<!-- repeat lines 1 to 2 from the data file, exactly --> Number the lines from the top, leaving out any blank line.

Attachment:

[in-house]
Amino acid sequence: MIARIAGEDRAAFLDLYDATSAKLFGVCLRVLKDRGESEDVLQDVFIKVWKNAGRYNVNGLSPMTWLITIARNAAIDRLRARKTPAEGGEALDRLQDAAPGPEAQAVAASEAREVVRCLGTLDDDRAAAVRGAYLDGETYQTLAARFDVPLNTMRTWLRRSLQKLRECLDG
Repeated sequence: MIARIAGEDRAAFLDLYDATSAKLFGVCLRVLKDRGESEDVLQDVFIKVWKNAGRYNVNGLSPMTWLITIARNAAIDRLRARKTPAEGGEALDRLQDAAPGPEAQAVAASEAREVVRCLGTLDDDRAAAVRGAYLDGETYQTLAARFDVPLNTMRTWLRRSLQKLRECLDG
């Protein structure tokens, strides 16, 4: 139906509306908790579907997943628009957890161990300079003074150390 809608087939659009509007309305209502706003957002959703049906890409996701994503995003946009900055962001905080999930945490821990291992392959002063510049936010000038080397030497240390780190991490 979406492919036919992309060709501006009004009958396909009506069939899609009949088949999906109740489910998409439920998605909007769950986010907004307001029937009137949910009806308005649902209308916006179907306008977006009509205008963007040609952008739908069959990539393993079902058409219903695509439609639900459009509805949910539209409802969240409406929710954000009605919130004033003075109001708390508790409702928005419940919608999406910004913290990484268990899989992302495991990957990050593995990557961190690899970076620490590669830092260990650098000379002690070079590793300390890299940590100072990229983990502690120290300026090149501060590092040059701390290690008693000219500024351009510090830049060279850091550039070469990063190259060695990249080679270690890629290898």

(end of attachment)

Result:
[in-house]
Amino acid sequence: MIARIAGEDRAAFLDLYDATSAKLFGVCLRVLKDRGESEDVLQDVFIKVWKNAGRYNVNGLSPMTWLITIARNAAIDRLRARKTPAEGGEALDRLQDAAPGPEAQAVAASEAREVVRCLGTLDDDRAAAVRGAYLDGETYQTLAARFDVPLNTMRTWLRRSLQKLRECLDG